Transcendentalism

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Transcendentalism is an intellectual and philosophical movement that centered around the teachings of Ralph Waldo Emerson. The movement drew to its height within the period of the 1830s and 1840s, when America was entering the Romantic Era. Most of the activities of the movement took place primarily in Concord, Massachusetts (the New England region of the United States), where other significant writers, such as Henry David Thoreau and Amos Bronson Alcott, corresponded with Emerson.

Beliefs of the Movement

The movement served as a critique of the culture and religion of the time, whose institutions were thought to corrupt the mind of the individual. Much of the outcry of Transcendentalism came against the Mexican American War and the Unitarian Church, whose messages conflicted with the mind of the individual.

Instead of conforming to society, Transcendentalists believed in self-reliance, in which the individual becomes independent of society and follows their own internal truths. By listening to the individual intuition, the beliefs of society can be transcended for a higher consciousness and a higher truth. Ralph Waldo Emerson commented further on this in his essay, Self-Reliance, that "Nothing at last is sacred but the integrity of your own mind."[1]

Other central beliefs of the movement included a deep interest in the natural world, as demonstated in great depth in Henry David Thoreau's Walden; or Life in the Woods. Transcendentalists greatly believed in the ability of nature to give one a deeper understanding of life, as Thoreau wrote in Walden:

I went to the woods because I wished to live deliberately, to front only the essential facts of life, and see if I could not learn what it had to teach, and not, when I came to die, discover that I had not lived.[2]

Members of the Movement

  • Ralph Waldo Emerson: Known as the founder of the Transcendentalism movement, Emerson also pioneered the individual in his essays Over-Soul and Self-Reliance
  • Henry David Thoreau: Known for his two year experiment that manifested itself into Walden; or, Life in the Woods, Thoreau strongly spoke out against society as seen in his essay On the Duty of Civil Disobedience
  • Maragret Fuller: Known as an early feminist writer advocating women's rights and education, Fuller also served as the first editor for the Transcendentalist journal, The Dial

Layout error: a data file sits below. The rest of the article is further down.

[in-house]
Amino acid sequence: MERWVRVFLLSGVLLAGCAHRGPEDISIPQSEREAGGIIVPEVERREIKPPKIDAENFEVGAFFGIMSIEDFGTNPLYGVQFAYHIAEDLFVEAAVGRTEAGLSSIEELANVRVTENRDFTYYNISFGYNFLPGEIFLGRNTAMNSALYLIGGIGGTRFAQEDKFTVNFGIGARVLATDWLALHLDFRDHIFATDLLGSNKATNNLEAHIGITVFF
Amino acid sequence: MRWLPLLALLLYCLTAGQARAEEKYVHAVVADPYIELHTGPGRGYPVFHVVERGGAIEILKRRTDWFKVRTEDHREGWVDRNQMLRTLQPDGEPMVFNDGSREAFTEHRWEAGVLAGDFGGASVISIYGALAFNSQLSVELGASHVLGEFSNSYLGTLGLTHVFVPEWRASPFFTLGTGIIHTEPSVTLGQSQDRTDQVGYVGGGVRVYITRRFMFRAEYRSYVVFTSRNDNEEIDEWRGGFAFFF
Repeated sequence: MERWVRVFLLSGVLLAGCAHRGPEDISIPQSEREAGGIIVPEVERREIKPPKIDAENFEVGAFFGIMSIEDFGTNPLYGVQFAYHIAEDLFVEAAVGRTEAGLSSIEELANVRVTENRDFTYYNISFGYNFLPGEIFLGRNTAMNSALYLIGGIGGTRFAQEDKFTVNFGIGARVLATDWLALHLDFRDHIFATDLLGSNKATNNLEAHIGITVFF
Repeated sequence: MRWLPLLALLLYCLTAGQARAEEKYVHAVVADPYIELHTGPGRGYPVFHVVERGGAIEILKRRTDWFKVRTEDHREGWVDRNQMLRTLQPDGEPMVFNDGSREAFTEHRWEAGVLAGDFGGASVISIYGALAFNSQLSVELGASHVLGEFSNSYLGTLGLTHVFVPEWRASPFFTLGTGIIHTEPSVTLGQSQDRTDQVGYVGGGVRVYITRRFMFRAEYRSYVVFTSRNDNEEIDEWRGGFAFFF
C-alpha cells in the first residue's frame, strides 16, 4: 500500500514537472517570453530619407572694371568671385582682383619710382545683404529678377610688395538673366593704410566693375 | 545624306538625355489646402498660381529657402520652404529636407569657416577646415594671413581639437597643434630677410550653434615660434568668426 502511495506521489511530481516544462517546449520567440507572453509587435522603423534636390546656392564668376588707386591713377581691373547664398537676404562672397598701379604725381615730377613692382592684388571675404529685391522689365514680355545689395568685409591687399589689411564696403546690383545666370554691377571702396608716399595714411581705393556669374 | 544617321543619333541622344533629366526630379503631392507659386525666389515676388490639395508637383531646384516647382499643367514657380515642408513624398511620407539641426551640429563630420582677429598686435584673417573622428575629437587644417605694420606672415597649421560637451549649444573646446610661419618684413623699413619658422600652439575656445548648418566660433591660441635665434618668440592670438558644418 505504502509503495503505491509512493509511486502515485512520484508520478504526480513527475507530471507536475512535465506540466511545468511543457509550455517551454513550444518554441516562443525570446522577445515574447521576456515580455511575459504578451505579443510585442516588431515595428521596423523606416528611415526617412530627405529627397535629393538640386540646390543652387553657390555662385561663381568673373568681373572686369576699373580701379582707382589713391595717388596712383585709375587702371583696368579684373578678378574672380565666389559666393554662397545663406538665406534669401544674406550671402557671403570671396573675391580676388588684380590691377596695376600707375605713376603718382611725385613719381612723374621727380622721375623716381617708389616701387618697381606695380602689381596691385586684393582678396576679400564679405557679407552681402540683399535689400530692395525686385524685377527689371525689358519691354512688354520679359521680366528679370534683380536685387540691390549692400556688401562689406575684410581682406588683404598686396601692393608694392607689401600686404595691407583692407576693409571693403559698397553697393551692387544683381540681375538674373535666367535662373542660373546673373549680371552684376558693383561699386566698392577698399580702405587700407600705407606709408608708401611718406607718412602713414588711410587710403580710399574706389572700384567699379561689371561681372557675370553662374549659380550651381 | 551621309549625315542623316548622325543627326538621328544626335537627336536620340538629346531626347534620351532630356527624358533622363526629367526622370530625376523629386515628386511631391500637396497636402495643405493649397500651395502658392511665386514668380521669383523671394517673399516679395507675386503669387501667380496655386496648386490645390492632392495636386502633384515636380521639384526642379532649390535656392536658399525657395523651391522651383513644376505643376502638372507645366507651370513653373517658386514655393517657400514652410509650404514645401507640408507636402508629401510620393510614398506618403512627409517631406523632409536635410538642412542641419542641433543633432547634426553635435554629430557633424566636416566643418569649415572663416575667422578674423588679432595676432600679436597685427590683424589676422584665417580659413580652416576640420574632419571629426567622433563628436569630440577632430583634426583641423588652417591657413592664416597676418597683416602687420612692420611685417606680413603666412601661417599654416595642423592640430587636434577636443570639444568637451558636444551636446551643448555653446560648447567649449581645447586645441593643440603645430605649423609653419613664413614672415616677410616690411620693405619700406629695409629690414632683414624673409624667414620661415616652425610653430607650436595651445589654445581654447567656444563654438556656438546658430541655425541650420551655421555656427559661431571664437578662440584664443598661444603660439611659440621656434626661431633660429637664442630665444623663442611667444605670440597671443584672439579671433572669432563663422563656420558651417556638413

• Amos Bronson Alcott: Known for his failed utopian commual living experiment at Fruitlands, Alcott sought for human perfection throught veganism, sustainable living, and abolition of slavery

Transcendentalism in Theosophy

Theosophy has often regarded Transcendentalism as a forerunner of its American Theosophical traditions, as Alvin Boyd Kuhn remarks:

No examination of the American background of Theosophy can fail to take

account of that movement which carried the minds of New England thinkers to a lofty pitch during the early half of the nineteenth century,

Transcendentalism.[3]

Transcendentalism is also given credit as an emissary of Eastern thought to America, as also remarked by Alvin Boyd Kuhn:

This developing into the very great sweep of "New Thought," and crowning all

came on the intellectual horizon the gleaming cloud of Emersonian Transcendentalism, irradiated with the golden sunlight of Oriental

mysticism.[4]

Transcendentalism and H. P. Blavatsky

H. P. Blavatsky has also regarded Transcendentalism with great admiration, as it served as alternate to popular religious belief. She comments in her Collected Writings:

The American Transcendentalists discovered that life could be made a sublime thing without any assistance from circumstances or outside sources of pleasure and prosperity. Of course this had been discovered many times before, and Emerson only took up again the cry raised by Epictetus. But every man has to discover this fact freshly for himself, and when once he has realised it he knows that he would be a wretch if he did not endeavour to make the possibility a reality in his own life. The stoic became sublime because he recognized his own absolute responsibility and did not try to evade it; the Transcendentalist was even more, because he had faith in the unknown and untried possibilities which lay within himself. [5]

Notes

  1. Self-Reliance at Emerson Central Online Texts.
  2. Walden at Thoreau Reader.
  3. Alvin Boyd Kuhn, Theosophy: a Modern Revival of Ancient Wisdom (New York: Henry Holt and Co., 1930), ???.
  4. Alvin Boyd Kuhn, India's True Voice (Elizabeth, NJ: Academy Press, 1955), 7.
  5. Helena Petrovna Blavatsky, Collected Writings vol. IX (Wheaton, IL: Theosophical Publishing House, 1962), 4.